Solar Heat at United Tribes and Turtle Mountain

Feb 15th, 2008 | By | Category: 19-3: Beyond Our Names: Uncovering Identity, Tribal College News
WINONA LADUKE

FOUNDER, HONOR THE EARTH. Winona LaDuke viewed the UTTC panel installation. Photo by Dennis Neumann.

Students from the United Tribes Technical College’s Environmental Science program were present for the installation of a solar heating panel at one of the college’s family housing units.

Two environmental organizations, Honor The Earth of Minneapolis, MN, and Trees, Water, and People of Fort Collins, CO, were involved in the demonstration in renewable energy.

“United Tribes is a good place for one of these,” says Winona LaDuke (White Earth Anishinaabe), who is an environmentalist, economist, writer, and Honor the Earth founder. “UTTC is an institution that has the potential to be a model of sustainability. The college can demonstrate solar and wind technology and help train people from all of the reservations in North Dakota.”

The unit was built and installed by Henry Red Cloud of Lakota Solar Enterprises, Pine Ridge, SD. The design utilizes modern building materials that are commercially available. Sealed inside each panel made by Red Cloud at his workshop in Pine Ridge is a 4 by 8 foot sheet of black chrome, which is ultra efficient at absorbing heat from the sun’s rays.

According to Richard Fox, national director for Trees, Water, and People, each unit will produce a minimum monthly savings of 25% on heating costs fueled by natural gas.

“We primarily are working to develop the expertise in renewable energy in Native American communities,” says Fox. “So the college is certainly an integral part of that.” Since beginning in 2006, Lakota Solar Enterprises has installed 175 panels at houses on the Pine Ridge and Rosebud Reservations in South Dakota.

Before Red Cloud finished installing the UTTC panel, it was already at work, billowing heat from a rear port. A quick check with a remote thermometer showed the 63 degree outside air had warmed to 144 degrees.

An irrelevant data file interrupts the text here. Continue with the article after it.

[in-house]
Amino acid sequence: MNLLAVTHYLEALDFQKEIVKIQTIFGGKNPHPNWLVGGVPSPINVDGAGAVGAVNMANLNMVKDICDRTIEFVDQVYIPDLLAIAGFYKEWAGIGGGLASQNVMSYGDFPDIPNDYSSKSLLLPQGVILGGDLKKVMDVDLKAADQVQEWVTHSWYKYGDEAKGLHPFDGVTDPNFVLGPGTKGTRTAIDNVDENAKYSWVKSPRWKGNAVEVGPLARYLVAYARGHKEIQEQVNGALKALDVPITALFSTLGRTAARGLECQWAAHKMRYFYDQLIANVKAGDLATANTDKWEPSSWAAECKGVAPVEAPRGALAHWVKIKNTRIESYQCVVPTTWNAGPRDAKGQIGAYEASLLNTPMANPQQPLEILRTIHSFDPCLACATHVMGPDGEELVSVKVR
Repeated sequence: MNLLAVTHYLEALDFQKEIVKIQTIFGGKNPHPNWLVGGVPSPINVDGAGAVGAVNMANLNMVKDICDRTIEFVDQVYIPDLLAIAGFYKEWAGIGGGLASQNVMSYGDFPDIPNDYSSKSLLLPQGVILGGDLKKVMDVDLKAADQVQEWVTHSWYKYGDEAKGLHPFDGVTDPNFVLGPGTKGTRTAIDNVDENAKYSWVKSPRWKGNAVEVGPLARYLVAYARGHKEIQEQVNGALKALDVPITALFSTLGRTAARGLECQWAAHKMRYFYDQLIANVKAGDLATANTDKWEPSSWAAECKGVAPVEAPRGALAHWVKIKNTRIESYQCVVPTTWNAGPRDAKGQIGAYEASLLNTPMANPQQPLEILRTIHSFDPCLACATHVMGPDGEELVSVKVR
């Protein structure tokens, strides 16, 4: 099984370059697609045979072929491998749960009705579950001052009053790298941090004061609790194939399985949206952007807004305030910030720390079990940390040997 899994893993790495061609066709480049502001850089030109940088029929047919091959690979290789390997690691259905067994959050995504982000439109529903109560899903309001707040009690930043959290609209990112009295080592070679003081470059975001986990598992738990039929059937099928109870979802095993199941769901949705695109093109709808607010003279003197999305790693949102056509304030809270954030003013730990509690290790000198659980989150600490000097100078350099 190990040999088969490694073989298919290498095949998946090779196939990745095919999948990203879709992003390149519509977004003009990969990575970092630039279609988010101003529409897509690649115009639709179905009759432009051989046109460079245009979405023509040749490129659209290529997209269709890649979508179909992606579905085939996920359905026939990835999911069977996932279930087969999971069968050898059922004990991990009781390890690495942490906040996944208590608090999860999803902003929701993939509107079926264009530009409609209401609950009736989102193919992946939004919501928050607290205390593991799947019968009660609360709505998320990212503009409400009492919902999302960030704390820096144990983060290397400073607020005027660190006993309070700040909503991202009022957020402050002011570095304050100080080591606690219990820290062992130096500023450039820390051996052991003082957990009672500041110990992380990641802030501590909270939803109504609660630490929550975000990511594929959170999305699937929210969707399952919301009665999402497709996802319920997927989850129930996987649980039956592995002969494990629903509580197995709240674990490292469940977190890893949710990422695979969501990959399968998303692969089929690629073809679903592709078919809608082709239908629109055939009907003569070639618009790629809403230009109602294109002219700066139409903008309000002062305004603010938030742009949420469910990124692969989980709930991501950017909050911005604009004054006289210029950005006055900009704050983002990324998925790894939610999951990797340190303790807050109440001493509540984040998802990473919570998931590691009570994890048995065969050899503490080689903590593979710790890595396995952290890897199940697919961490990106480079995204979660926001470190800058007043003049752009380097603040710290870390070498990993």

Each unit is constructed facing south adjacent to a house – not on it – and uses a small electric blower attached to flexible duct-work to bring the sun-warmed air directly into the living room.

“I thought it was really something,” says Mike Matheny, director of UTTC’s Construction Technology Program. “I like the whole concept. Low cost and easy to install.”

Matheny expressed interest in having students in his program receive training in how to do the installation. United Tribes has 47 individual family houses on its campus on the edge of Bismarck. According to Matheny, there will be more discussions at UTTC about using alternative energy on campus, including possibly constructing a wind energy demonstration unit and a solar heated house.

Honor The Earth predicts that Turtle Mountain Community College, Belcourt, ND, soon will be the first “off-grid” college campus in the country, using geothermal and wind energy (see TCJ, Vole 17, No.2). In 2003, the first Native-owned utility-scale wind turbine was installed on the Rosebud Reservation in South Dakota.

“Basically Native nations can either participate in the last energy economy – where we combust ourselves into oblivion,” wrote LaDuke in an Honor the Earth publication. “Or we can participate in the next energy economy – where we look out for those generations ahead and make sound economic and environmental decisions, choices that better reflect our traditional values and protect our lands.”

LaDuke promotes solar heating as a cost effective alternative for tribes to help pay the monthly heating costs of low income members. “When it comes to fuel assistance, at what point do we have efficiency?” she says. “Why continue to invest in the rising cost of heating fuels when you can provide long term supplemental heat with one of these?”

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